Color me psychoanalytically inclined.

But on a more mundane plane — you know, that one where most of us live and things like cause and effect still prevail — the question remains: Is this really what happened?


Network news divisions are business units of sprawling corporate conglomerates. In CBS’ case, that company is Viacom. When it comes to emotions and honor and reputations, these people are flat-liners. In fact, the only line they recognize is the one at the bottom of the balance sheet. In that context, the relevant things about Dan Rather are not words but numbers.

For example, for more years than anybody at CBS cares to remember, the nightly newscast he anchored has run dead last among viewers. Every one of those missing ratings points was another plank in the coffin. If there was a final nail, it probably was forged on election night, a kind of Super Bowl of television news.

Why do I have a vision of a guy pushing a wheeled cart and yelling "Bring out your dead, Bring out your dead"?

It had been more than four decades since any general election gripped the American public’s attention in the way this one did. More than eight out of every 10 voters said they followed the contest between George Bush and John Kerry closely and of that group, 82% said television was their primary source of news. Nearly 85% of the Americans who cast a ballot said they closely followed the returns on election night and fully 97% of that group said they watched television news to do so. In fact, interest was so keen that 51% of the voters said they watched television news past midnight.

So where did the CBS coverage, which Rather anchored, rank? Dead last among the broadcast networks, all three of which finished behind Fox and CNN. Just 9% of those who cast ballots relied on CBS for their news, barely ahead of MSNBC, which was watched by 6%.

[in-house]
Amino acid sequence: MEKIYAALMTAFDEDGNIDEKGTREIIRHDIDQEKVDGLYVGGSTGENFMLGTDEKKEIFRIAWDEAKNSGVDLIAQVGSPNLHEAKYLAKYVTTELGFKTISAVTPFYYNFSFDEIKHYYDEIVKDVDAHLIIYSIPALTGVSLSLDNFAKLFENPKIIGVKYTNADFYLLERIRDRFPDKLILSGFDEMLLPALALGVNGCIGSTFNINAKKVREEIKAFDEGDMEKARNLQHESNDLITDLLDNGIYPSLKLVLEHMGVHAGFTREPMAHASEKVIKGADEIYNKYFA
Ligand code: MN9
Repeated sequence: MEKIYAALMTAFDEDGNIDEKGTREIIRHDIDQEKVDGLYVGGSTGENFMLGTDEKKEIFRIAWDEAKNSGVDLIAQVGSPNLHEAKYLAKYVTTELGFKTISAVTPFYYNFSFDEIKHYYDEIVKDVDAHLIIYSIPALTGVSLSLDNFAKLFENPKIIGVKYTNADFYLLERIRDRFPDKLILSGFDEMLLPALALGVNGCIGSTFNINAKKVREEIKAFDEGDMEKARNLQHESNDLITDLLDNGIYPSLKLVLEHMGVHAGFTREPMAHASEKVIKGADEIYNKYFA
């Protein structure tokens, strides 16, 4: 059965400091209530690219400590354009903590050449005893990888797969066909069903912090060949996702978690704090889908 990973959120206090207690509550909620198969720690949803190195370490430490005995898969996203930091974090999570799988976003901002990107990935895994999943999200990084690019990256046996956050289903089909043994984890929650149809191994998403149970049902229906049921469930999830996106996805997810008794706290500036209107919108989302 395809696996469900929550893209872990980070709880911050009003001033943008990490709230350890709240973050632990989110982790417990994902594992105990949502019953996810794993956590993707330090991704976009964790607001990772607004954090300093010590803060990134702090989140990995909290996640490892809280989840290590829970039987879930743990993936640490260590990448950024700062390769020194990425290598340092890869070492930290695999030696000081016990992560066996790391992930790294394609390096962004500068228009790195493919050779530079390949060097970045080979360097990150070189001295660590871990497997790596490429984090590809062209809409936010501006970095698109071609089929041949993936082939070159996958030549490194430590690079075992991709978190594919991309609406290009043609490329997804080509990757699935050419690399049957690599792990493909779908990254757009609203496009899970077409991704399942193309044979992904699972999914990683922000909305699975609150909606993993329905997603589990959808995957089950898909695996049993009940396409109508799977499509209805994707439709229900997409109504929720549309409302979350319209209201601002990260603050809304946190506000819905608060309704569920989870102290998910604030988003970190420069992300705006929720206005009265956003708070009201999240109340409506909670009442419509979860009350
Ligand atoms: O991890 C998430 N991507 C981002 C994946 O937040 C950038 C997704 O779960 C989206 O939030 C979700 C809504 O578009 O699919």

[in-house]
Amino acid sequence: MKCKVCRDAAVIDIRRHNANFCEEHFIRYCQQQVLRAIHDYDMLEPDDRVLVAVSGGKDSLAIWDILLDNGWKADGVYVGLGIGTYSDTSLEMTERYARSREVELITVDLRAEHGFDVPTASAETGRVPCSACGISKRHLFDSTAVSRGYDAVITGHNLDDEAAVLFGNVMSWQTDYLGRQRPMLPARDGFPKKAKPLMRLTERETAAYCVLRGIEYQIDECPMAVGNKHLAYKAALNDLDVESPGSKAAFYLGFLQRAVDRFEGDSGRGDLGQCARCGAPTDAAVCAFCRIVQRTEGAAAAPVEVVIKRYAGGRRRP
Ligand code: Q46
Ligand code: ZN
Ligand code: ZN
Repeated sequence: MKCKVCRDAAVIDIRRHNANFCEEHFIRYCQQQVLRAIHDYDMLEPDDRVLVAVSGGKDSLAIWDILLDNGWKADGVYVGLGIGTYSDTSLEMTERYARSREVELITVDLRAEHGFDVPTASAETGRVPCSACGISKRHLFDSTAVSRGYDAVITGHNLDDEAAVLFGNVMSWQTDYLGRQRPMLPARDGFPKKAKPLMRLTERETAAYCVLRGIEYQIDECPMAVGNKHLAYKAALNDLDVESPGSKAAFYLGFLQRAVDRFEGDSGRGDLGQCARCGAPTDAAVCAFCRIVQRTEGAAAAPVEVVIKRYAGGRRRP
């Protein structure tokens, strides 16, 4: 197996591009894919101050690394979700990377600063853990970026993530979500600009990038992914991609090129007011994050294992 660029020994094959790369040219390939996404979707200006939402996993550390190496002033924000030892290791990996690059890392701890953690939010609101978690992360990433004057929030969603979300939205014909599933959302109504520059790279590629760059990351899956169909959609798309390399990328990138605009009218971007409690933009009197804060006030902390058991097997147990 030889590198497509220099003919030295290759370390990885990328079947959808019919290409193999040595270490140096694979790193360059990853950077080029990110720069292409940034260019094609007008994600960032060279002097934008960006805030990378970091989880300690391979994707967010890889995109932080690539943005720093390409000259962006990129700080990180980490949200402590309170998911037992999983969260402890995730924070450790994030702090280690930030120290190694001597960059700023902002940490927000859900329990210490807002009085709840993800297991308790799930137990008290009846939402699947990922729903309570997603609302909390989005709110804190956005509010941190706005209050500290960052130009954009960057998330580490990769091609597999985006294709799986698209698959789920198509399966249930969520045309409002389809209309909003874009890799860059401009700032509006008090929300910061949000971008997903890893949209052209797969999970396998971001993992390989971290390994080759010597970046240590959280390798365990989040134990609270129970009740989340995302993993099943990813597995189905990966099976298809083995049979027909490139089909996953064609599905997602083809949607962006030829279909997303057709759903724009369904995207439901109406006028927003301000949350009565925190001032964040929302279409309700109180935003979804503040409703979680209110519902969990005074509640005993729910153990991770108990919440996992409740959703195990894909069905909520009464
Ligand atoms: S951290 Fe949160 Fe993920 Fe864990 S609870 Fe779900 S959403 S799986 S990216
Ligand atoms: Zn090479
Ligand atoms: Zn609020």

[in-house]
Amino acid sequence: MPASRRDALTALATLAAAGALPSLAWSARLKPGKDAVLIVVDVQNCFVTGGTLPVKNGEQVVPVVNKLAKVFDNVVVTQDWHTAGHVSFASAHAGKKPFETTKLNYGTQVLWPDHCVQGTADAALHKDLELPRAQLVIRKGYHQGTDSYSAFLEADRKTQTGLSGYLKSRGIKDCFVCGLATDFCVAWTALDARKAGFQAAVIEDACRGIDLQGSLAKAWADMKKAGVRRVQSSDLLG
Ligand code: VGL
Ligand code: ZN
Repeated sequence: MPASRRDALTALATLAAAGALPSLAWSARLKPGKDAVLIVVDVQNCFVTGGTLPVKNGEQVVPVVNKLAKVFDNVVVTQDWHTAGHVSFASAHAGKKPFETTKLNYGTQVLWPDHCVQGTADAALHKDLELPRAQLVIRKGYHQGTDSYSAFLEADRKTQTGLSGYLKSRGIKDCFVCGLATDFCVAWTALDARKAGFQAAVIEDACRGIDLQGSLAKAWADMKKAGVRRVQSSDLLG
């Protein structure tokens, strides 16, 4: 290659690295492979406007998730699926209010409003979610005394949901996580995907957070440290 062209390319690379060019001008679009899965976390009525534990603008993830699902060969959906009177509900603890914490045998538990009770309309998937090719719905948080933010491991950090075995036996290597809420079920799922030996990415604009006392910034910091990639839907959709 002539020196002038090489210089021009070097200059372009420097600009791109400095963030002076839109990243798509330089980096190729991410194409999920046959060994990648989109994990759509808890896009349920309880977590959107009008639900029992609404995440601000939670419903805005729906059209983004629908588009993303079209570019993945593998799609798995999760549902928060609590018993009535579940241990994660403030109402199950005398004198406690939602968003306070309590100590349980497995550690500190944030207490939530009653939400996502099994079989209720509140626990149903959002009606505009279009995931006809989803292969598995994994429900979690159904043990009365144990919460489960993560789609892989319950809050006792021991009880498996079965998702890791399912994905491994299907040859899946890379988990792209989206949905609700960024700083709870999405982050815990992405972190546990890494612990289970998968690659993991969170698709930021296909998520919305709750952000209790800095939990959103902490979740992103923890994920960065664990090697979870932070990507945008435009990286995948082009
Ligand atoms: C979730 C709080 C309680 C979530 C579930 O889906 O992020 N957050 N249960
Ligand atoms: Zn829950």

Rather is not losing his job over scandal or Internet calumny. As the essayist and social critic Joseph Epstein wrote this week, at most, "by catching him out in shoddy journalistic practice, [the bloggers] cost Dan Rather an honorable departure from a long career."

Mmmmm, I like the sound of that. And now, the twist of the knife…

That career ended because, at the end of the day, nobody was watching.

That’s the truth, and the fact that Rutten (being a member of the MSM himself) is willing to put it that plainly is impressive. Dan has no one to blame but himself. Unfortunately, it doesn’t seem as if he’s looked in that mirror yet.


  1. Here’s a question: if Rather was running dead last among three newscasts all those years, why didn’t they move him?

    Has no one ever considered the idea that maybe running all three newscasts at the same time is self-destructive? That maybe work habits have changed enough that if one newscast ran an hour later than the others, it could have been successful at that hour? Instead they’ve played chicken for half a century, and CBS has lost for years. Of course, the time to change this would have been before a million other networks came along, some running news 24 hours a day, others running no news at all. The concern over which newscast is #1 in that universe is like a fight over who’s the star of the choir in an empty church.

  2. I’m sick of all the conventional wisdom BS about the dying network newscast and Dan Rather’s struggles in 3rd place. The point always is lost that even if Rather’s “only” drawing 7-plus million viewers, that’s still more than three times as large as the biggest cable news audience, O’Reilly’s.

  3. The Whole World Isn’t Watching: Rather Booted For Zero Ratings

    Tim Rutten of the LA Times writes that Rather’s downfall was due to a combination of 1) bloggers watching him and 2) only bloggers watching him, and PunditGuy digests it for you: It had been more than four decades since…

  4. Mike G raises a good point about scheduling problems for the network newscasts, but the problem is the networks are largely locked out by the 1970 primetime-access rule that gives affiliates the lucrative 7-8 hour. That’s the wall that for decades has denied the networks the ability to move the shows to avoid conflicts, to run later to allow more commuters to catch the shows, or to expand to an hour.

  5. the last straw on the camel and all that

    Via Jeff Jarvis, PunditGuy quotes the LA Times’s Tim Rutten on why Dan Rather got the boot. It was the ratings, stupid. Punditguy: That’s the truth, and the fact that Rutten (being a member of the MSM himself) is…